06/15/2011 10:53 am ET Updated Aug 15, 2011

Two Medals of Honor -- Both Deserved, One Denied

I have bemoaned the fact that so very few Medals of Honor were being awarded to our deserving heroes, both during the peak of our fighting in Iraq and during the entire first seven years of the Afghanistan War.

While nearly 250 of our troops received the Medal of Honor for heroism during the Vietnam War, only four heroes were so recognized for actions in Iraq during the Bush administration and a single Medal of Honor was awarded for heroism in the Afghanistan War.

When Army Ranger Sgt. 1st Class Leroy Arthur Petry receives the Medal of Honor in a ceremony at the White House on July 12, he'll be the fourth soldier to receive that recognition for heroism in the Afghanistan War from President Obama.

Much criticism has been leveled at the White House and Defense Department for such dearth of recognition for our war heroes and some have even suggested that politics and other factors play a role.

In a December 2010 Los Angeles Times Op-Ed, David Freed laments such lack of recognition and questions the subjectivity, arbitrariness and even the biases and politics that sometimes are part of the recommendation and award process.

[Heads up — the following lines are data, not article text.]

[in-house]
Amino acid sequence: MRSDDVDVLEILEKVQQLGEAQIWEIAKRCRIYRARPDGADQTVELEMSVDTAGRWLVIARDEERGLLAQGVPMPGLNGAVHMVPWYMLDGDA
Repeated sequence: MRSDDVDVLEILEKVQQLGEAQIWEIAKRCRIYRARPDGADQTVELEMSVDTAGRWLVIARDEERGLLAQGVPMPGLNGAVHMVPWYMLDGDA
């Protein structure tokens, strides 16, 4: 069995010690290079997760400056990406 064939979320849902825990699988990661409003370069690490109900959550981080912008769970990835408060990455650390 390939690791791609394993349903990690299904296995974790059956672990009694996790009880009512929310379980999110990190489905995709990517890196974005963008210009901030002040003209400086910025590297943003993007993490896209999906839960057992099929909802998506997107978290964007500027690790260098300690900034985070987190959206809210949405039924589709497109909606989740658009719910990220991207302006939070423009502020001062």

In a ground-breaking article in the Air Force Times a little more than two years ago and after a combined total of 13 years of fighting in two wars, the author, Brendan McGarry, noted that "The number of Medal of Honor recipients from the wars in Iraq and Afghanistan can be counted on one hand," and felt compelled to say, "Now, 146 years after the first Medals of Honor were awarded -- to living soldiers -- it remains to be seen whether anyone will ever again earn a Medal of Honor and survive to accept it."

Fortunately, Sgt. Petry will be the second living recipient of the Medal of Honor, following the award of the Medal to Staff Sgt. Salvatore Giunta last fall.

As for possible reasons for such a dearth of recognition, in particular with respect to living recipients of the Medal, McGarry in his Times article offers several, including " the proliferation of other valor awards; the changing nature of warfare; and a review process that has become so rigorous -- and, some say, meddlesome -- that no living person can be good enough to pass all the tests," and he rightfully rekindles the debate on " whether the military is properly recognizing today's heroes."

Others also blame the indirect nature of the fighting in Iraq and Afghanistan, the "variants of asymmetric warfare," the fact that "It's pretty hard to be a hero against an IED."

Some accuse military officials of being "stingy" in recommending deserving servicemembers and of "adopting unofficial and overly restrictive criteria for recognizing war heroes'".

But setting that debate aside for a moment, there is absolutely no doubt that we have in Sgt. 1st Class Leroy Petry a hero deserving of our nation's highest honor for exemplifying "gallantry and intrepidity at the risk of one's own life above and beyond the call of duty" during a fire battle in Paktya, Afghanistan, on May 26, 2008, as part of a rare daylight raid to capture a high-value target.